New York theft crimes come in a variety of offenses from misdemeanor to felony and non-violent to violent. Some crimes may be punishable by up to one year in prison while others can land you in prison for as long as twenty five years. When that crime involves a vehicle theft, the value of the car usually has a direct impact on the crime. Some thefts are automatically felonies such as New York Penal Law 155.30(8). This offense, Fourth Degree Grand Larceny, makes it a felony to steal a vehicle valued in excess of $100. However, if the car is worth more than $3,000 or $50,000, the crime would be kicked up to New York Penal Law 155.35 or 155.40 respectively. These offenses carry even greater sentences of imprisonment beyond the four years associated with PL 155.30(8), aka, Grand Theft Auto.
This blog entry will deal not with the actual theft of a car, truck or SUV in New York, but the unauthorized use of the same and what conduct rises to the level of violating NY PL 165.05, Third Degree Unauthorized Use of a Vehicle.
To start things off, let’s first examine the statute defining Unauthorized Use of a Vehicle in New York. Pursuant to New York Penal Law 165.05(1), you are guilty of Unauthorized Use of a Vehicle in the Third Degree when you knowing that you do not have the consent of the owner, you take, operate, exercise control over, ride in or otherwise use a vehicle. A person who engages in any such conduct without the consent of the owner is presumed to know that he does not have such consent. An “A” misdemeanor, a conviction for PL 165.05(1) is punishable by one year in a county jail such as the infamous Rikers Island.
Putting the scare behind you, the question or issue to address in this blog entry is what conduct or actions are criminal when coupled with PL 165.05? In People v. Gavrilov, 2013-135 K CR, NYLJ 1202741921574, at *1 (App. Tm., 2nd, Decided October 21, 2015), the defendant was observed entering the complainant’s vehicle and taking his wallet. The accusatory instrument provide nothing more as to his conduct. Although the defendant pleaded guilty, the appellate court ultimate found that the complaint against the defendant charging this offense was not legally sufficient. According to the court:
“[E]ntry alone is not enough under the statute, which expressly requires some degree of control or use [of the vehicle] (see People v Franov, 17 NY3d 58, 64  [“(w)hether denominated as exercising control over or otherwise using a vehicle, . . . a violation of the statute occurs when a person enters an automobile without permission and takes actions that interfere with or are detrimental to the owner’s possession or use of the vehicle”]). Here, since the accusatory instrument simply alleged that defendant was observed entering Andre Pantaleo’s car and taking Pantaleo’s wallet from the car, the instrument did not establish that defendant took actions that interfered with or were detrimental to Pantaleo’s possession or use of the vehicle (cf. Franov, 17 NY3d 58). As a result, the instrument did not demonstrate that defendant had exercised control over the vehicle, let alone took it, operated it, rode in it, or otherwise used the vehicle. Thus, the factual allegations contained in the accusatory instrument did not sufficiently allege facts of an evidentiary character supporting or tending to support the charge (see CPL 100.15 ) or provide reasonable cause to believe that defendant had committed the offense of unauthorized use of a vehicle in the third degree (see CPL 100.40  [b]), the count to which he pleaded guilty.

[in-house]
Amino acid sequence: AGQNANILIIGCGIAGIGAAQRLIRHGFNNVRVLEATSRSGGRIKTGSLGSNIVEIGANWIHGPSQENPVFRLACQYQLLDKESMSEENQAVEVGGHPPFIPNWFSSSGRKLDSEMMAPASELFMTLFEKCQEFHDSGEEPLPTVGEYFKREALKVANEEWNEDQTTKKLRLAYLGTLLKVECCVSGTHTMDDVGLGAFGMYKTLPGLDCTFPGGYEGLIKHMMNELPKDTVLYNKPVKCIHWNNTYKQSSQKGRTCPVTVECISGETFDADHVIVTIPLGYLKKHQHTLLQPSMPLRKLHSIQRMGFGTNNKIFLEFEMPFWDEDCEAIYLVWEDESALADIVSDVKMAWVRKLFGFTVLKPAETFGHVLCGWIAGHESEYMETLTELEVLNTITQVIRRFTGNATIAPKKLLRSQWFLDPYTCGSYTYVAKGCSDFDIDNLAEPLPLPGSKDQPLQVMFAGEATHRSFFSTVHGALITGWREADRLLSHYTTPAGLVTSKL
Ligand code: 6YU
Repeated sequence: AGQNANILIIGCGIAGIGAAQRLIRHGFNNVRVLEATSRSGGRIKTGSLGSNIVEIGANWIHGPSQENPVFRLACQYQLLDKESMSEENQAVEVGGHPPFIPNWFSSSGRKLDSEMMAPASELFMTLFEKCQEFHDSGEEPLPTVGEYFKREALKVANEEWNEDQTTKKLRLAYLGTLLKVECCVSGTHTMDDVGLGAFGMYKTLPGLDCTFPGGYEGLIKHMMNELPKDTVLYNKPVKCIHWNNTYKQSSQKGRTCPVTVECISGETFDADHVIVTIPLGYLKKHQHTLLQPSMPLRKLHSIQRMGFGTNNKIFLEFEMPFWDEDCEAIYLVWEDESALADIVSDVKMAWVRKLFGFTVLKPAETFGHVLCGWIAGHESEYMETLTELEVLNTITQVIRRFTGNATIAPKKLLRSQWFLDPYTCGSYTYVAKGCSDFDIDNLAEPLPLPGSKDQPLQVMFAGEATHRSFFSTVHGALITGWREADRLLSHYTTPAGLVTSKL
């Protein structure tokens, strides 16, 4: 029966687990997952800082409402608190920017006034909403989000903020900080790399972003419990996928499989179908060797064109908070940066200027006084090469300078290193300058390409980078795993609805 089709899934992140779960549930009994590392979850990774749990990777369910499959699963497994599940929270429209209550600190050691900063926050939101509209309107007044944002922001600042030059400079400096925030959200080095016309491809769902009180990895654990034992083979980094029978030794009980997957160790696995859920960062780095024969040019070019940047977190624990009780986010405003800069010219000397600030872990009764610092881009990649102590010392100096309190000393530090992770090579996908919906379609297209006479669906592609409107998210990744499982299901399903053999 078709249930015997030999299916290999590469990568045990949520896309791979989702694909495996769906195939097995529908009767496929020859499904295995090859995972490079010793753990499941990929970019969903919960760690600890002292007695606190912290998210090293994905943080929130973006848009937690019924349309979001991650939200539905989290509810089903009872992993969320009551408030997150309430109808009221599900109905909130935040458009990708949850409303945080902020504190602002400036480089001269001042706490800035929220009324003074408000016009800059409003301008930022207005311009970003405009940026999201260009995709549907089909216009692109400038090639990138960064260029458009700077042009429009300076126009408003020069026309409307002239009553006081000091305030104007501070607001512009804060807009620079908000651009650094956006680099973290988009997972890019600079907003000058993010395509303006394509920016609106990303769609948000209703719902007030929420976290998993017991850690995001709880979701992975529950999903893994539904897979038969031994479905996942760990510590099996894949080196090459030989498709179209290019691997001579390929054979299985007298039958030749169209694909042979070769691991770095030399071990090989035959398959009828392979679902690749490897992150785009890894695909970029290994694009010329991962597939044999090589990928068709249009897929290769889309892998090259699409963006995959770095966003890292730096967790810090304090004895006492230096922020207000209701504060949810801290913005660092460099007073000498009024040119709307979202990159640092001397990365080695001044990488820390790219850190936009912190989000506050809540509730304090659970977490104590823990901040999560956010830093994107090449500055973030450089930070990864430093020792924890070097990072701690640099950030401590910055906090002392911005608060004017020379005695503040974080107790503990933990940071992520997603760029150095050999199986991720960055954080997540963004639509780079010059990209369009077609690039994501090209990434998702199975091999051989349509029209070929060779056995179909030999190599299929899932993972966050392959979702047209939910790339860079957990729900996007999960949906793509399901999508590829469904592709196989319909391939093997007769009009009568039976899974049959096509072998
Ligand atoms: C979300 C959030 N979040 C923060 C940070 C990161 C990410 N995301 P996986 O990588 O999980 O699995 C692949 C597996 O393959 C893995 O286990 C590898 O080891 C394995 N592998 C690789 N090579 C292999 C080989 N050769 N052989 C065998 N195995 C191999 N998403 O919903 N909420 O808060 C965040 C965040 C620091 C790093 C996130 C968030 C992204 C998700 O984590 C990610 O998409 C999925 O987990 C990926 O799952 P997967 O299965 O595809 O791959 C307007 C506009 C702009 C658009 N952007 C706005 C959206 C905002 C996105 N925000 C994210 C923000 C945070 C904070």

In this particular case the dismissal was relative. Why? There was a remaining charge of Petit Larceny, NY PL 155.25, for the theft of the wallet. PL 155.25 and PL 165.05 are the same degree offense. Each are misdemeanors carrying a sentence of up to one year in jail. Despite this, the case decision is an important one. It reaffirms that more than presence in a vehicle is required to establish the crime of PL 165.05. Additional acts, analyzed on a case by case basis, are necessary. In the event that there was not a theft of a wallet, it is likely that the case in its entirety would have been dismissed. Discuss with your own attorney or criminal lawyer how, if at all, this case may be relevant to your legal predicament.
To learn about Grand Larceny of a vehicle, New York Penal Law 155.30(8), misdemeanor and felony Unauthorized Use of a Vehicle or other theft related crimes, please follow the links or review this blog and the sites listed below.
The New York criminal defense attorneys and former Manhattan Assistant District Attorneys at Crotty Saland PC represent clients in all theft and stolen property arrests and indictments throughout New York City and the immediate region.